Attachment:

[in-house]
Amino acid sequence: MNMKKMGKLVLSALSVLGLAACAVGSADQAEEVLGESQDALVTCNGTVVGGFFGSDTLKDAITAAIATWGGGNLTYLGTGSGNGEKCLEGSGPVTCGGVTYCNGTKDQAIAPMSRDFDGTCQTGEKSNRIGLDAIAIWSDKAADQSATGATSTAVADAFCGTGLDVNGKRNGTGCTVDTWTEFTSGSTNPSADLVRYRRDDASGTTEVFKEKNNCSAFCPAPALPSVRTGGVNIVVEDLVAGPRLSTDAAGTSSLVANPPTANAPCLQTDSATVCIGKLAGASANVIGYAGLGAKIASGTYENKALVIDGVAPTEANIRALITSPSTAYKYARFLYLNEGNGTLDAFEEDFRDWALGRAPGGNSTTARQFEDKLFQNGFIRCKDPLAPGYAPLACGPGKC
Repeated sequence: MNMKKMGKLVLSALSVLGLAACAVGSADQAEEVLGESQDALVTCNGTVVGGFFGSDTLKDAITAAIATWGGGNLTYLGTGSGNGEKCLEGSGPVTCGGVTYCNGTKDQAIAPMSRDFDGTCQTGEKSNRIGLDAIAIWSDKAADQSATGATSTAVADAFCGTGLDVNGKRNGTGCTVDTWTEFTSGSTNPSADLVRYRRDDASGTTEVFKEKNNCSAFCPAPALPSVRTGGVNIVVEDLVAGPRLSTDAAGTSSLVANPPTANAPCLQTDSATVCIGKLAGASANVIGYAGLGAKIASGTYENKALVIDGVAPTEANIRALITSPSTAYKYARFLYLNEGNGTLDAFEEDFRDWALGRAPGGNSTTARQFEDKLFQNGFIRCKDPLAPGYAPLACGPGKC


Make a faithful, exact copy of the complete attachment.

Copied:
[in-house]
Amino acid sequence: MNMKKMGKLVLSALSVLGLAACAVGSADQAEEVLGESQDALVTCNGTVVGGFFGSDTLKDAITAAIATWGGGNLTYLGTGSGNGEKCLEGSGPVTCGGVTYCNGTKDQAIAPMSRDFDGTCQTGEKSNRIGLDAIAIWSDKAADQSATGATSTAVADAFCGTGLDVNGKRNGTGCTVDTWTEFTSGSTNPSADLVRYRRDDASGTTEVFKEKNNCSAFCPAPALPSVRTGGVNIVVEDLVAGPRLSTDAAGTSSLVANPPTANAPCLQTDSATVCIGKLAGASANVIGYAGLGAKIASGTYENKALVIDGVAPTEANIRALITSPSTAYKYARFLYLNEGNGTLDAFEEDFRDWALGRAPGGNSTTARQFEDKLFQNGFIRCKDPLAPGYAPLACGPGKC
Repeated sequence: MNMKKMGKLVLSALSVLGLAACAVGSADQAEEVLGESQDALVTCNGTVVGGFFGSDTLKDAITAAIATWGGGNLTYLGTGSGNGEKCLEGSGPVTCGGVTYCNGTKDQAIAPMSRDFDGTCQTGEKSNRIGLDAIAIWSDKAADQSATGATSTAVADAFCGTGLDVNGKRNGTGCTVDTWTEFTSGSTNPSADLVRYRRDDASGTTEVFKEKNNCSAFCPAPALPSVRTGGVNIVVEDLVAGPRLSTDAAGTSSLVANPPTANAPCLQTDSATVCIGKLAGASANVIGYAGLGAKIASGTYENKALVIDGVAPTEANIRALITSPSTAYKYARFLYLNEGNGTLDAFEEDFRDWALGRAPGGNSTTARQFEDKLFQNGFIRCKDPLAPGYAPLACGPGKC